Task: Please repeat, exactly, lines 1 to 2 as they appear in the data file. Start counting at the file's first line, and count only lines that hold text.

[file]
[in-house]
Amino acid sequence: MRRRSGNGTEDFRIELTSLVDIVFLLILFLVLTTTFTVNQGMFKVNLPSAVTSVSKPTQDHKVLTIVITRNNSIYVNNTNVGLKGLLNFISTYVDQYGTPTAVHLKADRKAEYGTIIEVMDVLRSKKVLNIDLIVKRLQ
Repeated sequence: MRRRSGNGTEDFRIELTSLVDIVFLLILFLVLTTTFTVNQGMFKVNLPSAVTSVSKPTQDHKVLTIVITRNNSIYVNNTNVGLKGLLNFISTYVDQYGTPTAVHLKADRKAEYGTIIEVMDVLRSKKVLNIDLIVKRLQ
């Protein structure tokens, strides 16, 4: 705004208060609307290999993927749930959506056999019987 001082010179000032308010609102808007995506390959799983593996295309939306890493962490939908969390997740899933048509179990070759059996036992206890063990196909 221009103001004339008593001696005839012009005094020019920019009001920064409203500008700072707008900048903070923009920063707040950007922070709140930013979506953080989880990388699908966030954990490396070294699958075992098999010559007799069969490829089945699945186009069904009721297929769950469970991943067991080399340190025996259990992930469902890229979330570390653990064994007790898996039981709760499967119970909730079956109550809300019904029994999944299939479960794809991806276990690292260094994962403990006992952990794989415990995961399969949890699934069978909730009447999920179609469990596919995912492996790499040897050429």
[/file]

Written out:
[in-house]
Amino acid sequence: MRRRSGNGTEDFRIELTSLVDIVFLLILFLVLTTTFTVNQGMFKVNLPSAVTSVSKPTQDHKVLTIVITRNNSIYVNNTNVGLKGLLNFISTYVDQYGTPTAVHLKADRKAEYGTIIEVMDVLRSKKVLNIDLIVKRLQ